Wrongly Denied Entrance into PTI Under the Graves Act
State v. Andrews:
Submitted by New Jersey Criminal Lawyer, Jeffrey Hark.
Defendant alleged that he was arrested during a traffic stop in which police found a weapon defendant had purchased after being shot at by his girlfriend’s ex-boyfriend. As a result, he was charged with second-degree weapons charges and fourth-degree possession of prohibited device. Defendant asked the prosecutor to file a Graves Act waiver, noting his lack of criminal history, lack of substance abuse issues, gainful employment, and need to support his family.
The Graves Act was enacted in 1981 as ‘a direct response to a substantial increase in violent crime in New Jersey.’ It is intended to ensure incarceration for those who arm themselves before going forth to commit crimes. State v. Nance, 228 N.J. 378, 390 (2017) (quoting State v. Des Marets, 92 N.J. 62, 68 (1983)). The Graves Act requires the imposition of a minimum term “fixed at one half of the sentence imposed by the court or [forty-two] months, whichever is greater, or [eighteen] months in the case of a fourth degree crime, during which the defendant shall be ineligible for parole.” N.J.S.A. 2C:43-6(c). Defendants may “appeal the denial of a waiver to the assignment judge upon a showing of patent and gross abuse of discretion by the prosecutor.” State v. Benjamin, 228 N.J. 358, 364 (2017). In reviewing a prosecutor’s decision on a defendant’s application for pre-trial intervention (PTI), our Supreme Court “defined the ‘patent and gross abuse of discretion’ standard” as requiring a party to “show that the prosecutor’s decision failed to consider all relevant factors, was based on irrelevant or inappropriate factors, or constituted a ‘clear error in judgment.'” State v. Nwobu, 139 N.J. 236, 247 (1995) (quoting State v. Bender, 80 N.J. 84, 93 (1979)).
The prosecutor denied the request, noting that defendant had a prior juvenile charge for disorderly conduct along with three local ordinance violations and a disorderly persons offense as an adult. The prosecutor also noted that defendant illegally purchased a handgun in response to a shooting and loaded it with illegal body-piercing ammunition, rather than reporting the shooting to police. Defendant moved to overrule the state’s objections to his Graves Act waiver request. The trial court granted defendant’s motion, finding that the state might have overstated the extent of defendant’s criminal record and patently and grossly abused their discretion. The trial court noted that Graves Act waivers had been granted to other defendants with more serious criminal records. The court also accepted defendant’s assertion of self-defense in possessing the weapon. On appeal, the state argued that the trial court used the prosecutor’s office’s Graves Act records to conduct an improper comparative or proportionality analysis of other cases.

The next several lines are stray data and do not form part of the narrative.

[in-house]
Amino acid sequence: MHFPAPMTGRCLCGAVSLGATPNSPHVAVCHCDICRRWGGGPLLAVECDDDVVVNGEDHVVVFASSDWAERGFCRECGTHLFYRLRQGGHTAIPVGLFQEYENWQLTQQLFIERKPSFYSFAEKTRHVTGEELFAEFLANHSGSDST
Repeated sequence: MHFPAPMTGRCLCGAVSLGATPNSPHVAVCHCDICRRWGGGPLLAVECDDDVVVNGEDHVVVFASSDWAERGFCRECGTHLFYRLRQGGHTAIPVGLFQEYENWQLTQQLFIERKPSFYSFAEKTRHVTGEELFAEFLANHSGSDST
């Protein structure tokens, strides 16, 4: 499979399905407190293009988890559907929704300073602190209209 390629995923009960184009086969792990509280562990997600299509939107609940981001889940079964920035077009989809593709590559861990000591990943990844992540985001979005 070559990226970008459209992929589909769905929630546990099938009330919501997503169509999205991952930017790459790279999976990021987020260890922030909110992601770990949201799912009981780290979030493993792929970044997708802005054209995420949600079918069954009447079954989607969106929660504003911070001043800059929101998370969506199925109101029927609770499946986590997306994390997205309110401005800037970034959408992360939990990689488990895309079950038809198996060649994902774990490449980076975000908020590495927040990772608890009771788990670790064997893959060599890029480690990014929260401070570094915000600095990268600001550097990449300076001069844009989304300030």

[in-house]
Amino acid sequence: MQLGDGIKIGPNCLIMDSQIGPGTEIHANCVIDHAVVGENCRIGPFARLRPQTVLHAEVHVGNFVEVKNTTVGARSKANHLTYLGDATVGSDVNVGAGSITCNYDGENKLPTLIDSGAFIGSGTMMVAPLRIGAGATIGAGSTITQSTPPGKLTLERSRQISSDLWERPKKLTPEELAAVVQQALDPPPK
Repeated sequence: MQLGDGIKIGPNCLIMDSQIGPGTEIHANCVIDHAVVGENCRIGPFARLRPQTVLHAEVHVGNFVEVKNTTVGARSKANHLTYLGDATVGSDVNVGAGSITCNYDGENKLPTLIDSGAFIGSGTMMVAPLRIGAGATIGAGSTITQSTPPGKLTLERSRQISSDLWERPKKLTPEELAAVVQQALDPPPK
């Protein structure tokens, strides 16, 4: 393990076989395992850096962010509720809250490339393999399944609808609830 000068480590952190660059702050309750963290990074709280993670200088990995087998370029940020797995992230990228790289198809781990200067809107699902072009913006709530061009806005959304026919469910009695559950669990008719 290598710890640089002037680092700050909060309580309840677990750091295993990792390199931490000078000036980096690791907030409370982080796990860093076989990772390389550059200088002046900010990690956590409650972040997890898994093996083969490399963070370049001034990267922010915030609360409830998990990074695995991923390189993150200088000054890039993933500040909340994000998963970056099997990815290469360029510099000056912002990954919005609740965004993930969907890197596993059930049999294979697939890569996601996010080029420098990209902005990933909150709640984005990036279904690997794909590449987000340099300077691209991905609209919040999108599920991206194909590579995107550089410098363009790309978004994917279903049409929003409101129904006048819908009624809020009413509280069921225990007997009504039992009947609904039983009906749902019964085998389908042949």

On appeal, the appellate court rejected the state’s arguments and affirmed the decision of the trial court, noting that case law merely precluded defendants from gaining access to Graves Act records for cases other than their own. The court held that nothing precluded trial courts from using those records as part of its analysis to determine whether Graves Act waivers were being evenly applied among offenders.
At Hark & Hark, we represent clients for appeals in Superior Court for issues like the present case pertaining to wrongly being denied entrance into PTI under the Graves Act due to the patent and gross abuse of discretion by the prosecutor. We work hard to ensure that our clients receive exceptional representation so that they receive the most favorable outcome as a result.
We offer payment plan options to clients financially incapable of providing full payment upfront. If you are facing a similar situation to that of the defendant in this case, please call us to discuss the matter. At Hark & Hark, we represent clients for any case in any county in New Jersey including Atlantic, Burlington, Camden, Cape May, Cumberland, Essex, Gloucester, Mercer, Ocean, and Salem counties.